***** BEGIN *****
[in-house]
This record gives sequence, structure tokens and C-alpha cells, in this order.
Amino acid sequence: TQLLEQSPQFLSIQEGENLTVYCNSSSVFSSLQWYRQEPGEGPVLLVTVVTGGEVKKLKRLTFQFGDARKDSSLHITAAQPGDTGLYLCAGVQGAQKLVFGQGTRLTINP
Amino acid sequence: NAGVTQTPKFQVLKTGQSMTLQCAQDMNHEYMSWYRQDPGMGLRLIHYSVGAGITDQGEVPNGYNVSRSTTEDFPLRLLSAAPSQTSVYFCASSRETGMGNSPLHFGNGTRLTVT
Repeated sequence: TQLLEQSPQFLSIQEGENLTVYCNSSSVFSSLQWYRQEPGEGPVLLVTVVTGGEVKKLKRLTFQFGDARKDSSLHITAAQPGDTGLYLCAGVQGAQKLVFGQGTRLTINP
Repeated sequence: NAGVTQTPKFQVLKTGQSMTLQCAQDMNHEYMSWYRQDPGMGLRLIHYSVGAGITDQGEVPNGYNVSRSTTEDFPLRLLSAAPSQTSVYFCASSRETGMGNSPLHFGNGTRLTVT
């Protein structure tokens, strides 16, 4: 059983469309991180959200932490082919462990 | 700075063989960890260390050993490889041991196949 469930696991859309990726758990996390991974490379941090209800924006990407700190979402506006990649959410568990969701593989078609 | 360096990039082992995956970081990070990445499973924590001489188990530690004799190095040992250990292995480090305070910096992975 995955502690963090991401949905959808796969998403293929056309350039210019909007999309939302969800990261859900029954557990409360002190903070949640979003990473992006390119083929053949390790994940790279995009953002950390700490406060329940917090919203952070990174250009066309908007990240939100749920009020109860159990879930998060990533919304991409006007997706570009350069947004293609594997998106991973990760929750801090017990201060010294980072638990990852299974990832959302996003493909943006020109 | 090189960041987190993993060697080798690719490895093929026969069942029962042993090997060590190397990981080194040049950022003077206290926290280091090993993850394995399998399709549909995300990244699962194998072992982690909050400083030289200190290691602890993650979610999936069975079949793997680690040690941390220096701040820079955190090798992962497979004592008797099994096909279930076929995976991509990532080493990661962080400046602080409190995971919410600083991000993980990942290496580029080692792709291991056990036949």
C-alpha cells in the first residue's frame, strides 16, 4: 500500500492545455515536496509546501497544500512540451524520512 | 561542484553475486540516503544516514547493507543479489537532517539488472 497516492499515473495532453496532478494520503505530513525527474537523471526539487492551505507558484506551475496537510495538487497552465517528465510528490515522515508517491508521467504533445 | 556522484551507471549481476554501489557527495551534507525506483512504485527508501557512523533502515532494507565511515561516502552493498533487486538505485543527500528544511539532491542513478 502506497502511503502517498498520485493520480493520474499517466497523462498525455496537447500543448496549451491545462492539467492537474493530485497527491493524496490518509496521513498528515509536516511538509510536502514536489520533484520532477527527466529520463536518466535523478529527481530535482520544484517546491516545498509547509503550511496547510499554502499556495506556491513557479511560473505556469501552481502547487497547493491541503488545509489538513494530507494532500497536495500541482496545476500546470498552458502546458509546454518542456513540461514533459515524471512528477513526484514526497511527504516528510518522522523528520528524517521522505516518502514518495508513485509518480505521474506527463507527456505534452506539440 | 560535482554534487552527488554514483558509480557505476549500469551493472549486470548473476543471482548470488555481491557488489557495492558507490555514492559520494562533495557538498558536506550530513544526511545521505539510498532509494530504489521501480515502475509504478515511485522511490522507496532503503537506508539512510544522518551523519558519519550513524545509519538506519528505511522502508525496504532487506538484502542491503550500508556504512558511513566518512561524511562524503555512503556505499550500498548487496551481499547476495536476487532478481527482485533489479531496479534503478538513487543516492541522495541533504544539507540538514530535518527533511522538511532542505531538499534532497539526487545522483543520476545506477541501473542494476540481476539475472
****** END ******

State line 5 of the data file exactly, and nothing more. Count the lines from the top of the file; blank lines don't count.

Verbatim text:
Repeated sequence: TQLLEQSPQFLSIQEGENLTVYCNSSSVFSSLQWYRQEPGEGPVLLVTVVTGGEVKKLKRLTFQFGDARKDSSLHITAAQPGDTGLYLCAGVQGAQKLVFGQGTRLTINP